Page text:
Letters Mid Staffs inquiry

IHI Open School’s quality improvement initiative

BMJ 2013; 346 doi: http://dx.doi.org/10.1136/bmj.f1371 (Published 05 March 2013) Cite this as: BMJ 2013;346:f1371
  1. Hope Olivia Ward, third year medical student1,
  2. Aled Jones, senior lecturer2,
  3. Andrew Carson-Stevens, clinical lecturer3
  1. 1Cardiff University School of Medicine, Cardiff CF14 4XW, UK
  2. 2School of Nursing and Midwifery Studies, College of Biomedical and Life Sciences, Cardiff University, Cardiff, UK
  3. 3Institute of Primary Care and Public Health, School of Medicine, Cardiff University, Cardiff, UK
  1. wardho{at}cardiff.ac.uk

The Francis report reflects the need for students, like all members of the healthcare team, “to make the protection of patients their priority.”1 2 Since 2008, when the Institute for Healthcare Improvement (IHI) Open School opened its virtual doors, more than 150 000 students and faculty across the world have accepted this call.3 The school provides online courses in quality improvement, patient safety, and leadership, as well as support for local interprofessional communities of learning called “chapters.” We recommend the IHI Open School, which offers a cost effective alternative to more expensive resources that provide similar content, as an incubator of change.

In the 43 chapters in UK hospitals and universities, healthcare students act as change agents within the NHS. For example, medical students at Cardiff University have been learning about quality improvement methodology and how their actions can affect patient care. One activity involved students asking every patient they met one question—“What can I do to improve your stay?”—and acting on the response at the bedside. The students are making simple changes that are having a big impact on patients’ experiences. However, these student led efforts can exist only with support from—and partnering between—higher education institutions and healthcare organisations. With support and coordination from educators (undergraduate and postgraduate) and healthcare organisations, tomorrow’s healthcare professionals stand a chance of being architects capable of improving the systems within which they work. The emerging partnerships that reflect this across the UK need nurturing.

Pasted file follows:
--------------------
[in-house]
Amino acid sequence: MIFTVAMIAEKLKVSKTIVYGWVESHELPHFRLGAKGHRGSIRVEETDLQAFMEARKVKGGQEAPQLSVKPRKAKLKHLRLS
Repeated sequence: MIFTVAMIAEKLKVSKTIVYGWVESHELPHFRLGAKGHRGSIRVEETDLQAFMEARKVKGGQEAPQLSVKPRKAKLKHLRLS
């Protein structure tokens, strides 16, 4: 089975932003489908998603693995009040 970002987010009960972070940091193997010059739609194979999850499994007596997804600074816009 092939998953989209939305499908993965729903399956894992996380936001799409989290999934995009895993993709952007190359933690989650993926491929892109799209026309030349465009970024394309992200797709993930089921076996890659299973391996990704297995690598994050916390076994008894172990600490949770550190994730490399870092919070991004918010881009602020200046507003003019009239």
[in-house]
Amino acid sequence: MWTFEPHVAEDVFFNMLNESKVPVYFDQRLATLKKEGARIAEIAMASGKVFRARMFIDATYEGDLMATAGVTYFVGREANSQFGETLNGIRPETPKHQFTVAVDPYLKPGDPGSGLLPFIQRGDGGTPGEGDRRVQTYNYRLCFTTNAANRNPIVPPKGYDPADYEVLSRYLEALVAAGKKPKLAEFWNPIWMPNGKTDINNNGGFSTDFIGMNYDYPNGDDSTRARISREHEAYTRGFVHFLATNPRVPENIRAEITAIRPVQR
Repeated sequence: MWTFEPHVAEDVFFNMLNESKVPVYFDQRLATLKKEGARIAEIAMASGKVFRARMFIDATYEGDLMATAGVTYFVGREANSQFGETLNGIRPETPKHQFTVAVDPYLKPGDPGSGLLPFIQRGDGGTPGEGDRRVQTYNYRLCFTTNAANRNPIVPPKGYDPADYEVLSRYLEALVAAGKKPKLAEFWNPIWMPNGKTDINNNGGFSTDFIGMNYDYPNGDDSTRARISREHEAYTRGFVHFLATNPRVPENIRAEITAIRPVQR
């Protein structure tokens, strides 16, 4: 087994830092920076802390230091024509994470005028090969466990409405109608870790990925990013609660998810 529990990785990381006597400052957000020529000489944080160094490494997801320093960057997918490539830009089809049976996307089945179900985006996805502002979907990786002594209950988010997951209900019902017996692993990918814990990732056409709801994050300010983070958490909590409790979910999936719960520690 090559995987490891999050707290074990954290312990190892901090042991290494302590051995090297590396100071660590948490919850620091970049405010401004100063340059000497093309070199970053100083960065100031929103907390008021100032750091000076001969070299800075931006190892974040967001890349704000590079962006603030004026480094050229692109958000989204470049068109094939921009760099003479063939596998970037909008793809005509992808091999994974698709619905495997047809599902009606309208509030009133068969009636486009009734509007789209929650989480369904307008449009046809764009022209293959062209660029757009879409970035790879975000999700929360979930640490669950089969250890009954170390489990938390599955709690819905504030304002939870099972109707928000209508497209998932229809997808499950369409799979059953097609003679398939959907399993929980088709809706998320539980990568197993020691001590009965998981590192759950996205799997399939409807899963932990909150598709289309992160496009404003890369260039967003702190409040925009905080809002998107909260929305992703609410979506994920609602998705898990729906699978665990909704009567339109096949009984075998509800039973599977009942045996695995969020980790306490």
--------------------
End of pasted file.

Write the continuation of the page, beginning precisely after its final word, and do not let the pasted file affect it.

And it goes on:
We believe that successful partnerships between healthcare and various institutions of learning will lead to many benefits—to the NHS, universities, and patients and their families—as envisioned by Francis.

Notes

Cite this as: BMJ 2013;346:f1371

Footnotes

  • Competing interests: HOW is an IHI Open School chapter leader at Cardiff University. AJ is the Wales faculty leader of the IHI Open School. AC-S is the UK and Ireland regional leader of the IHI Open School.

References